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durable seen as an

durable seen as an extreme deprivation at par with ‘having less than one square meal per day for major part of the year’. Further, the ranking on the aggregate score of rural households is not needed for programmes addressing deprivations that are universal in scope like illiteracy, lack of sanitation, and safe drinking water. The ranking is not relevant for key employment programmes (JGSY and EAS) that are focused on locations of need and not at individual households. The ranking does not matter for programmes like Antyodaya and Annapoorna. In a recent study, Jalan and Murgai (2006), by mapping of BPL criteria to NSS data, find that the BPL identification methodology is a weak mechanism for identifying the poor. Table 6.3 reports the extent of under-coverage in the BPL classification at the state-level estimated by them. One key findings of their study is that the BPL score misclassifies nearly half (49 percent) of the poor as non-poor, and conversely, 49 percent of those identified as BPL poor are actually non-poor. Jalan and Murgai argue that the targeting errors of the BPL design imply large welfare losses, both to households, and in terms of efficiency of public spending, which is based on the BPL mechanism. The problems of targeting across the distribution are also shown in Table 6.4 which reports poverty rates (expenditure based and BPL score based) and under-coverage and leakage rates by per capita expenditure classes. State Table 6.3: Poverty Rate and Targeting Errors in the 2002 BPL Classification, by State Rural Poverty Rate 99/00 (percent) Share of Poor Misclassified as Non-poor by BPL Criteria (percent) State Rural Poverty Rate 99/00 (percent) Share of Poor Misclassified as Non-poor by BPL Criteria (percent) Andhra Pradesh 10.5 76.9 Madhya Pradesh 37.2 43.8 Assam 40.3 41.6 Maharashtra 23.2 54.4 Bihar 44.0 40.6 Orissa 47.8 32.1 Gujarat 12.4 64.9 Punjab 6.0 72.4 Haryana 7.4 73.8 Rajasthan 13.5 63.8 Himachal Pradesh 7.5 74.5 Tamil Nadu 20.0 64.5 Karnataka 16.8 64.2 Uttar Pradesh 31.1 51.9 Kerala 9.4 72.6 West Bengal 31.7 46.3 All India 26.8 49.1 Source: Jalan and Murgai (2006), based on NSS 55 th round. Note: Rural poverty rates use official Planning Commission state-specific rural poverty lines. 132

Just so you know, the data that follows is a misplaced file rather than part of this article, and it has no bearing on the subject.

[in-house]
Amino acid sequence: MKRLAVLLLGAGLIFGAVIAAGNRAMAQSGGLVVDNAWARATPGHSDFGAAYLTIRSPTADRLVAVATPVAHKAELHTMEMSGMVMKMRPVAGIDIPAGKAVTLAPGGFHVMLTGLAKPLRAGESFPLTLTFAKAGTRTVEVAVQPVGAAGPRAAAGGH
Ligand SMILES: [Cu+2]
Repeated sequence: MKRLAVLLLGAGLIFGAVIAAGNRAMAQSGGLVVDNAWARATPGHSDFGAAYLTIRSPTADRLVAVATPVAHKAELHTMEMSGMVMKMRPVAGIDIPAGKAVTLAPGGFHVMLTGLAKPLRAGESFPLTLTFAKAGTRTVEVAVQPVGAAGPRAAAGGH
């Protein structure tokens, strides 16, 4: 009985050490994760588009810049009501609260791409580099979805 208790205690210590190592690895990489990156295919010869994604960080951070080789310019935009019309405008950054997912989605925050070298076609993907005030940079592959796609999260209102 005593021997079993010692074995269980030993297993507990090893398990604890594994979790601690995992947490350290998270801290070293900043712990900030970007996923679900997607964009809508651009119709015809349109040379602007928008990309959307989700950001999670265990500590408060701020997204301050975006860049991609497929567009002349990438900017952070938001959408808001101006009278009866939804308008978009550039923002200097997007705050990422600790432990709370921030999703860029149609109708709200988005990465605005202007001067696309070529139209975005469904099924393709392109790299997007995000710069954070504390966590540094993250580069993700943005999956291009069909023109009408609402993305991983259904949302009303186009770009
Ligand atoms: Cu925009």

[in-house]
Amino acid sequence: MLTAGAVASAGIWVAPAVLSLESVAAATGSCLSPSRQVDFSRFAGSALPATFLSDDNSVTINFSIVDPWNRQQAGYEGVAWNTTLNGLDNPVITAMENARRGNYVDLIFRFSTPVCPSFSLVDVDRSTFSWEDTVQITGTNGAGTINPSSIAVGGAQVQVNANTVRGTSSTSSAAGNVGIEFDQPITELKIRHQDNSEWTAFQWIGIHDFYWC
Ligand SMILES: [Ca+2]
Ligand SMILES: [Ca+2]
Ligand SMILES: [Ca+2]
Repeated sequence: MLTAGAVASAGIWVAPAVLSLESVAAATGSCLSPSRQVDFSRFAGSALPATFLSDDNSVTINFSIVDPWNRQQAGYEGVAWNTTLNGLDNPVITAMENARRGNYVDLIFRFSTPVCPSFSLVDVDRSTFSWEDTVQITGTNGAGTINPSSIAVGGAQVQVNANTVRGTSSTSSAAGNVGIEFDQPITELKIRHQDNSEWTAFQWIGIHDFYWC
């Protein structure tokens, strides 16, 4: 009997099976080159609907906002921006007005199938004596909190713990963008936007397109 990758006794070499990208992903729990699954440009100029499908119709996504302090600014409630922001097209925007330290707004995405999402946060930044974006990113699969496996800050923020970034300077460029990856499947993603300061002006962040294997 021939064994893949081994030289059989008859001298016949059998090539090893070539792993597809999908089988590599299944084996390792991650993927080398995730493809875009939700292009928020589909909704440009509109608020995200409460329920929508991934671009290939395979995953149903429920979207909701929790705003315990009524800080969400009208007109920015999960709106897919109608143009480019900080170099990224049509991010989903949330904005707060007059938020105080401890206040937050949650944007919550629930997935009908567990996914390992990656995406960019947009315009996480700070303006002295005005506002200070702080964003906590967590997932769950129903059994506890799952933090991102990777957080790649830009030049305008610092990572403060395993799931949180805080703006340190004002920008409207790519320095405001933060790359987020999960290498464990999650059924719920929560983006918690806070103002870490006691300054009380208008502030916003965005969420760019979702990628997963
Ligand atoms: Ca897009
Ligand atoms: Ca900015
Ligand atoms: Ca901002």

In the nighbourhood of the poverty line (i.e., the third decile), the BPL indicator misclassifies 62 percent of the poor as BPL non-poor and 33 percent of the non-poor are classified as poor. In the poorest decile, a large share of the population (around 37 percent) is incorrectly classified as being non-poor. Targeting errors in the richer expenditure classes are, by comparison, marginal. Table 6.4: Poverty Rate and Targeting Errors in the 2002 BPL Classification, by Expenditure Class Poverty Rate Targeting Errors Expenditure Class Expenditure BPL Score Undercoverage Leakage Based Based Poorest 10 % 100.0 63.2 36.8 --- 2 nd decile 100.0 47.6 52.4 --- 3 rd decile 69.7 36.2 62.2 27.3 4 th decile 0.0 31.9 --- 100.0 3 rd quintile 0.0 23.0 --- 100.0 4 th quintile 0.0 14.3 --- 100.0 Richest 20 % 0.0 8.0 --- 100.0 Total 27.0 27.0 49.1 49.1 Source: Jalan and Murgai (2006), based on NSS 55 th round. Note: Leakage is the percentage of the BPL poor that is actually (expenditure-based) non-poor. These findings indicate that the BPL Census should be used for targeting programmes with adequate caution. In particular, targeting strategies should be developed separately for different objectives like income, health, education, and gender. 6.3 Targeting Strategies for Tamil Nadu In Tamil Nadu, distribution of funds/benefits among districts, for various central, centrally sponsored, and state schemes follow a variety of criteria. Often these are ad-hoc. A fourstage targeting strategy of (a) districts ranked in order of deficiency separately for different goals (income-deficiency, health, education, and gender objectives), (b) blocks/urban agglomerations, and (c) wherever the discretion is with the state government or district officials would improve outcomes. a. First Stage: Districts The first stage of targeting involves ranking of district in order of deficiency. This is most straightforward as data on levels of achievement are available. b. Second Stage: Rural: Blocks; Urban: Cities/Towns Within the district, allocation of funds should be done block-wise for rural areas and in proportion to urban poor in total urban poor in the urban segments. 133

World Comparative Economic And Social Data
Police Stations - Tamil Nadu Police
N u m b e r o f S c h o o l s - DISE
Census 2011 population of Latur district
PDF: 1.0MB - Population Reference Bureau